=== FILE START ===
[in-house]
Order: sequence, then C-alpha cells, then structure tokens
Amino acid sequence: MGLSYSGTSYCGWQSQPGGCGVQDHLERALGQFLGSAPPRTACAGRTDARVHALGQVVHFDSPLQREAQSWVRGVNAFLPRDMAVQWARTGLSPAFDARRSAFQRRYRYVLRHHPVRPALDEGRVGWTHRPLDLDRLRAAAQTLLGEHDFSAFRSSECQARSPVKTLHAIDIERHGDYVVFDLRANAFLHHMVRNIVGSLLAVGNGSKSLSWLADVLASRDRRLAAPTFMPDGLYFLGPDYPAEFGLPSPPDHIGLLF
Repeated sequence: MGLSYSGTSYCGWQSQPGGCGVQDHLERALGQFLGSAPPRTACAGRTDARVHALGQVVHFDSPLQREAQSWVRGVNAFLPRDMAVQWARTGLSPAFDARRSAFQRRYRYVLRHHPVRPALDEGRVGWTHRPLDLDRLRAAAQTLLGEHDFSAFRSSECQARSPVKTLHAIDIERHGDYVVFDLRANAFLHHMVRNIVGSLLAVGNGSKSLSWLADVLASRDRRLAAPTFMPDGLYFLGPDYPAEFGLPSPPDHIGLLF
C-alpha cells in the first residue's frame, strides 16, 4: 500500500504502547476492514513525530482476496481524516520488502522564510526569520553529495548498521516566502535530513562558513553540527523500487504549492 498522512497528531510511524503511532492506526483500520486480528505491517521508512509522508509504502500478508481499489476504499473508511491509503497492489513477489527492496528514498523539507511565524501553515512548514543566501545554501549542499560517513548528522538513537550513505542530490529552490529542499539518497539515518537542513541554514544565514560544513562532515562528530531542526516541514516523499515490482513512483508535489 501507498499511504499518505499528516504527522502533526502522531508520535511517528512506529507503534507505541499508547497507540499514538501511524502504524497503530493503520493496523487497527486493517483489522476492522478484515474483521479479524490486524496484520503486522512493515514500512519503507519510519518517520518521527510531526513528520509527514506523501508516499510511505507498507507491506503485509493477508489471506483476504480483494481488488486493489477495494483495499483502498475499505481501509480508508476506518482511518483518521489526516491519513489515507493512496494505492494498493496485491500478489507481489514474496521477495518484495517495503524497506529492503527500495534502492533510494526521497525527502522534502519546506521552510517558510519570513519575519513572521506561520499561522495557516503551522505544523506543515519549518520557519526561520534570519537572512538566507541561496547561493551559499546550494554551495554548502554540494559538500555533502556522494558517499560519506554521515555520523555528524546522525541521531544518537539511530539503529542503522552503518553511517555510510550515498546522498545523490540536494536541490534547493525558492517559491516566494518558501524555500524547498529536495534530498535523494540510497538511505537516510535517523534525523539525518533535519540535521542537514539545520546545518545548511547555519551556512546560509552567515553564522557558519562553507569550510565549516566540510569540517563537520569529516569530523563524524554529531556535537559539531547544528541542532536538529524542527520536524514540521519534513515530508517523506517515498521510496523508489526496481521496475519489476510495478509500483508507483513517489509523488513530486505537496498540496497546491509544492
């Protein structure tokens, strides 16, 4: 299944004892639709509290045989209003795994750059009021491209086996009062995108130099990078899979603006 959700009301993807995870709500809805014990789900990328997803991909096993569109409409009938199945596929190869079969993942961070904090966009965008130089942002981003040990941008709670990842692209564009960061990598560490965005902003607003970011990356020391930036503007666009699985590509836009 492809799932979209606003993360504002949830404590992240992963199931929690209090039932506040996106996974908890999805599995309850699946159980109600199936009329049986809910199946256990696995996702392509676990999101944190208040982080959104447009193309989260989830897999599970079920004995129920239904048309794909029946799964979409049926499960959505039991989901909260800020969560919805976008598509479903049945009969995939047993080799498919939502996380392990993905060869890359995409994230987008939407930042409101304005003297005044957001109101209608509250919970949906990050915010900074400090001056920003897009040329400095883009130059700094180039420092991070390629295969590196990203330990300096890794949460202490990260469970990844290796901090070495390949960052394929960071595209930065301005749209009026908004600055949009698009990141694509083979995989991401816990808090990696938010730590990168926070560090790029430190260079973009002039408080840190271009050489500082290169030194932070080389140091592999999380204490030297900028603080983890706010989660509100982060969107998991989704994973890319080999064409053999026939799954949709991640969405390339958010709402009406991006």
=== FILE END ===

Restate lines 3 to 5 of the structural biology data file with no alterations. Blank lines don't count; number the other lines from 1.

Amino acid sequence: MGLSYSGTSYCGWQSQPGGCGVQDHLERALGQFLGSAPPRTACAGRTDARVHALGQVVHFDSPLQREAQSWVRGVNAFLPRDMAVQWARTGLSPAFDARRSAFQRRYRYVLRHHPVRPALDEGRVGWTHRPLDLDRLRAAAQTLLGEHDFSAFRSSECQARSPVKTLHAIDIERHGDYVVFDLRANAFLHHMVRNIVGSLLAVGNGSKSLSWLADVLASRDRRLAAPTFMPDGLYFLGPDYPAEFGLPSPPDHIGLLF
Repeated sequence: MGLSYSGTSYCGWQSQPGGCGVQDHLERALGQFLGSAPPRTACAGRTDARVHALGQVVHFDSPLQREAQSWVRGVNAFLPRDMAVQWARTGLSPAFDARRSAFQRRYRYVLRHHPVRPALDEGRVGWTHRPLDLDRLRAAAQTLLGEHDFSAFRSSECQARSPVKTLHAIDIERHGDYVVFDLRANAFLHHMVRNIVGSLLAVGNGSKSLSWLADVLASRDRRLAAPTFMPDGLYFLGPDYPAEFGLPSPPDHIGLLF
C-alpha cells in the first residue's frame, strides 16, 4: 500500500504502547476492514513525530482476496481524516520488502522564510526569520553529495548498521516566502535530513562558513553540527523500487504549492 498522512497528531510511524503511532492506526483500520486480528505491517521508512509522508509504502500478508481499489476504499473508511491509503497492489513477489527492496528514498523539507511565524501553515512548514543566501545554501549542499560517513548528522538513537550513505542530490529552490529542499539518497539515518537542513541554514544565514560544513562532515562528530531542526516541514516523499515490482513512483508535489 501507498499511504499518505499528516504527522502533526502522531508520535511517528512506529507503534507505541499508547497507540499514538501511524502504524497503530493503520493496523487497527486493517483489522476492522478484515474483521479479524490486524496484520503486522512493515514500512519503507519510519518517520518521527510531526513528520509527514506523501508516499510511505507498507507491506503485509493477508489471506483476504480483494481488488486493489477495494483495499483502498475499505481501509480508508476506518482511518483518521489526516491519513489515507493512496494505492494498493496485491500478489507481489514474496521477495518484495517495503524497506529492503527500495534502492533510494526521497525527502522534502519546506521552510517558510519570513519575519513572521506561520499561522495557516503551522505544523506543515519549518520557519526561520534570519537572512538566507541561496547561493551559499546550494554551495554548502554540494559538500555533502556522494558517499560519506554521515555520523555528524546522525541521531544518537539511530539503529542503522552503518553511517555510510550515498546522498545523490540536494536541490534547493525558492517559491516566494518558501524555500524547498529536495534530498535523494540510497538511505537516510535517523534525523539525518533535519540535521542537514539545520546545518545548511547555519551556512546560509552567515553564522557558519562553507569550510565549516566540510569540517563537520569529516569530523563524524554529531556535537559539531547544528541542532536538529524542527520536524514540521519534513515530508517523506517515498521510496523508489526496481521496475519489476510495478509500483508507483513517489509523488513530486505537496498540496497546491509544492